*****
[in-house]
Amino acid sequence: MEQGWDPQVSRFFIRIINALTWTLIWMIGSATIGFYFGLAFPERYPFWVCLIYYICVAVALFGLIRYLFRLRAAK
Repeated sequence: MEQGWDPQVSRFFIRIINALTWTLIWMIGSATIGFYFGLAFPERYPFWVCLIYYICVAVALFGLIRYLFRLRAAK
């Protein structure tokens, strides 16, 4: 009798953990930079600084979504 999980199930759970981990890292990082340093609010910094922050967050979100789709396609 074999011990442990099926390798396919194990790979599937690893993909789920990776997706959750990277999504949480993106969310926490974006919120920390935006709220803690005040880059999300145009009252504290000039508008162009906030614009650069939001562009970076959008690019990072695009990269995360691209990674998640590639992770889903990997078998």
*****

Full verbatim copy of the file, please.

[in-house]
Amino acid sequence: MEQGWDPQVSRFFIRIINALTWTLIWMIGSATIGFYFGLAFPERYPFWVCLIYYICVAVALFGLIRYLFRLRAAK
Repeated sequence: MEQGWDPQVSRFFIRIINALTWTLIWMIGSATIGFYFGLAFPERYPFWVCLIYYICVAVALFGLIRYLFRLRAAK
């Protein structure tokens, strides 16, 4: 009798953990930079600084979504 999980199930759970981990890292990082340093609010910094922050967050979100789709396609 074999011990442990099926390798396919194990790979599937690893993909789920990776997706959750990277999504949480993106969310926490974006919120920390935006709220803690005040880059999300145009009252504290000039508008162009906030614009650069939001562009970076959008690019990072695009990269995360691209990674998640590639992770889903990997078998």